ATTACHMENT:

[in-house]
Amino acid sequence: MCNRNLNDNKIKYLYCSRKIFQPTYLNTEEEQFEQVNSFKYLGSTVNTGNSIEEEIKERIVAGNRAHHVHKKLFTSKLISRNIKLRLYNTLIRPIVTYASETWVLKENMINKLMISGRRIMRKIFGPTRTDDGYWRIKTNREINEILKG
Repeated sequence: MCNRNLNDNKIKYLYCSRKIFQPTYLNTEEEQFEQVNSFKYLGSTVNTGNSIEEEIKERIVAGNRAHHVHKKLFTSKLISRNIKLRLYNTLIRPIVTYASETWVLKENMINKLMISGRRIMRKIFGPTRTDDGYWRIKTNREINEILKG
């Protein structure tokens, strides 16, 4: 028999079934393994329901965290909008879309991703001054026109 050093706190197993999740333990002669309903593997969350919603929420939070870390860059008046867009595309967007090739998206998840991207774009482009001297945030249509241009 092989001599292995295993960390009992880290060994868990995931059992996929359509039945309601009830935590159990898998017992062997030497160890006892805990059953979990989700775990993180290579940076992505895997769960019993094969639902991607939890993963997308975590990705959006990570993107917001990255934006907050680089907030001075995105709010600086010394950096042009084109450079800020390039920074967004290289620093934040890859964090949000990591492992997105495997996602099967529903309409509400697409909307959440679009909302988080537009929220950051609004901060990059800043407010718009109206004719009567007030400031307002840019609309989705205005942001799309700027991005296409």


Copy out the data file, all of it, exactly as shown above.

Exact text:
[in-house]
Amino acid sequence: MCNRNLNDNKIKYLYCSRKIFQPTYLNTEEEQFEQVNSFKYLGSTVNTGNSIEEEIKERIVAGNRAHHVHKKLFTSKLISRNIKLRLYNTLIRPIVTYASETWVLKENMINKLMISGRRIMRKIFGPTRTDDGYWRIKTNREINEILKG
Repeated sequence: MCNRNLNDNKIKYLYCSRKIFQPTYLNTEEEQFEQVNSFKYLGSTVNTGNSIEEEIKERIVAGNRAHHVHKKLFTSKLISRNIKLRLYNTLIRPIVTYASETWVLKENMINKLMISGRRIMRKIFGPTRTDDGYWRIKTNREINEILKG
């Protein structure tokens, strides 16, 4: 028999079934393994329901965290909008879309991703001054026109 050093706190197993999740333990002669309903593997969350919603929420939070870390860059008046867009595309967007090739998206998840991207774009482009001297945030249509241009 092989001599292995295993960390009992880290060994868990995931059992996929359509039945309601009830935590159990898998017992062997030497160890006892805990059953979990989700775990993180290579940076992505895997769960019993094969639902991607939890993963997308975590990705959006990570993107917001990255934006907050680089907030001075995105709010600086010394950096042009084109450079800020390039920074967004290289620093934040890859964090949000990591492992997105495997996602099967529903309409509400697409909307959440679009909302988080537009929220950051609004901060990059800043407010718009109206004719009567007030400031307002840019609309989705205005942001799309700027991005296409």